• The bad quality of water due to pollution is another reason for water scarcity.
  • Pollution of water is caused by domestic waste, industrial waste, synthetic chemicals, and fertilizer in agriculture.

Steps to Conserve Water

  • We must use water resource wisely.
  • It is necessary to conserve water resources to protect us from health hazards, diseases, ensure food security, and protect our ecosystems.
  • Revolutionization of agricultural practices is necessary. Drought resistance crops and dry farming techniques are gaining popularity among farmers.
  • Reduce, reuse and recycle is a motto to conserve water.
    • Reduce the amount of water needed for each activity. Avoid its wastage.
    • Reuse water for more than one purpose when possible. For example, water used to wash vegetables can be reused to water the plants.
    • Processes to recycle water, such as desalinisation, is very expensive. In certain parts of the world, this process is being used to fight water scarcity.
  • An awareness should prevail that exploitation of water resources would endanger human life in future.

Hydraulic Structures

Hydraulic Structures

  • Hydraulic structures are constructed to store flowing water or reduce the speed of its flow or redirect its path.
  • Such structures have been constructed since ancient times to conserve water.
  • Examples of such water structures are:
    • Dam: A wall that acts as a barrier against the flow of water. The wall either obstructs, directs, or slows down the flow of water.
    • Stone rubble: Stones of irregular shape, size, and texture are used as a filling to obstruct the flow of water.
    • Reservoir or lake: These are either formed naturally or created artificially by humans. These are large water bodies used as a means of water supply.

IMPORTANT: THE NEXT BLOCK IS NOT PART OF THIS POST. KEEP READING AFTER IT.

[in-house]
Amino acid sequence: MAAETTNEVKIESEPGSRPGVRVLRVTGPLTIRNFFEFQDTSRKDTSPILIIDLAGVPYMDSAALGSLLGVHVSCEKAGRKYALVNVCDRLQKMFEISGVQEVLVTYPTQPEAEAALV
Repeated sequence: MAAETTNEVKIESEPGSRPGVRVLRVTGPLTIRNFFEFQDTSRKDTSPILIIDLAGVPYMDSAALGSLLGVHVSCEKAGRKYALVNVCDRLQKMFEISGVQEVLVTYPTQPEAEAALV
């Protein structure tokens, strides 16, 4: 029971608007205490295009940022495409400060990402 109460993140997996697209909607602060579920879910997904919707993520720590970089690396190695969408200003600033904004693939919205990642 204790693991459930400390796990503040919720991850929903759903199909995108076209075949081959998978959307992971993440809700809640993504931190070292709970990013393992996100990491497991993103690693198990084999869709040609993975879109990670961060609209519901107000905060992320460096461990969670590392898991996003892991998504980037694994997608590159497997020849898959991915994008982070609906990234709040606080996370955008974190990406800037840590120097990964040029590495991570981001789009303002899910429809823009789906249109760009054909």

• Embankment: An artificial wall or bank is raised above the surrounding areas to stop flooding.
    • Canal: An artificial waterway that allows the passage of boats and ships from one place to another.

Hydraulic Structures in Ancient India

Hydraulic structures were constructed in ancient times. A few examples of hydraulic structures in ancient India are:

  1. A well-developed water harvesting system was constructed during the first century BCE in Srigaverapura near Prayagraj to channelise the floodwater of river Ganga.
  2. Dams, lakes, and irrigation systems were constructed during the rule of Chandragupta Maurya.
  3. Old, well-planned irrigation works in Odisha, Andhra Pradesh, Karnataka, and Maharashtra are also counted under the hydraulic structures of ancient India.
  4. During the 11th century, the largest artificial lake of its time was built in Bhopal.
  5. Construction of Hauz Khas tank in Delhi by Iltumish is also noted for its water supply to the Siri Fort area.

Multipurpose Projects

Q. Hint: What are the merits and demerits of multipurpose projects?

What are Dams?

  • A dam is a wall or a barrier built across flowing water.
  • The primary purpose of a dam is to obstruct, direct or retard the flow of water.
  • Dams are used to create reservoirs of water or lakes.
  • Dams can be classified on the basis of structure and height.
  • On the basis of structure, dams are timber dams, embankment dams, or masonry dams and their subtypes.
  • On the basis of height, dams are large dams and major dams or alternatively low dams, medium height dams, and high dams.

How Do Dams Help Conserve Water?